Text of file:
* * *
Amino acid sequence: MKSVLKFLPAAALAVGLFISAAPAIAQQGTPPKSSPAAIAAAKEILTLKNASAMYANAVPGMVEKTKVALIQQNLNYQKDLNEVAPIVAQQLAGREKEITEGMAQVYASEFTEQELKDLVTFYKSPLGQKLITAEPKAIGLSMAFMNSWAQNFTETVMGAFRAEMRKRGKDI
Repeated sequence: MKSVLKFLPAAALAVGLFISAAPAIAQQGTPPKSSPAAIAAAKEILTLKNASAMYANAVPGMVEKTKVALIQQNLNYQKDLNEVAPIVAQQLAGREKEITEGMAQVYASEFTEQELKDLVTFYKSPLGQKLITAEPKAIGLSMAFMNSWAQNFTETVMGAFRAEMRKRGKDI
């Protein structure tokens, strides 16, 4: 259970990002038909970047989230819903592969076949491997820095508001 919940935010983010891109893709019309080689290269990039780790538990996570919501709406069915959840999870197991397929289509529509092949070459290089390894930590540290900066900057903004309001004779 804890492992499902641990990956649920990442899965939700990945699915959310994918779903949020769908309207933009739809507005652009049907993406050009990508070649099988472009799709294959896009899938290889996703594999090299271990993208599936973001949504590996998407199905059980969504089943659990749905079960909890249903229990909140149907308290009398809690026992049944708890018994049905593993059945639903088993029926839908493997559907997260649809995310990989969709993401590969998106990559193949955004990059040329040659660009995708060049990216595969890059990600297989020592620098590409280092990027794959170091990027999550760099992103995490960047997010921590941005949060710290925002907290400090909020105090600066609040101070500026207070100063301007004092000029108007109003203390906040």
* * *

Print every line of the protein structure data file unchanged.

Amino acid sequence: MKSVLKFLPAAALAVGLFISAAPAIAQQGTPPKSSPAAIAAAKEILTLKNASAMYANAVPGMVEKTKVALIQQNLNYQKDLNEVAPIVAQQLAGREKEITEGMAQVYASEFTEQELKDLVTFYKSPLGQKLITAEPKAIGLSMAFMNSWAQNFTETVMGAFRAEMRKRGKDI
Repeated sequence: MKSVLKFLPAAALAVGLFISAAPAIAQQGTPPKSSPAAIAAAKEILTLKNASAMYANAVPGMVEKTKVALIQQNLNYQKDLNEVAPIVAQQLAGREKEITEGMAQVYASEFTEQELKDLVTFYKSPLGQKLITAEPKAIGLSMAFMNSWAQNFTETVMGAFRAEMRKRGKDI
């Protein structure tokens, strides 16, 4: 259970990002038909970047989230819903592969076949491997820095508001 919940935010983010891109893709019309080689290269990039780790538990996570919501709406069915959840999870197991397929289509529509092949070459290089390894930590540290900066900057903004309001004779 804890492992499902641990990956649920990442899965939700990945699915959310994918779903949020769908309207933009739809507005652009049907993406050009990508070649099988472009799709294959896009899938290889996703594999090299271990993208599936973001949504590996998407199905059980969504089943659990749905079960909890249903229990909140149907308290009398809690026992049944708890018994049905593993059945639903088993029926839908493997559907997260649809995310990989969709993401590969998106990559193949955004990059040329040659660009995708060049990216595969890059990600297989020592620098590409280092990027794959170091990027999550760099992103995490960047997010921590941005949060710290925002907290400090909020105090600066609040101070500026207070100063301007004092000029108007109003203390906040």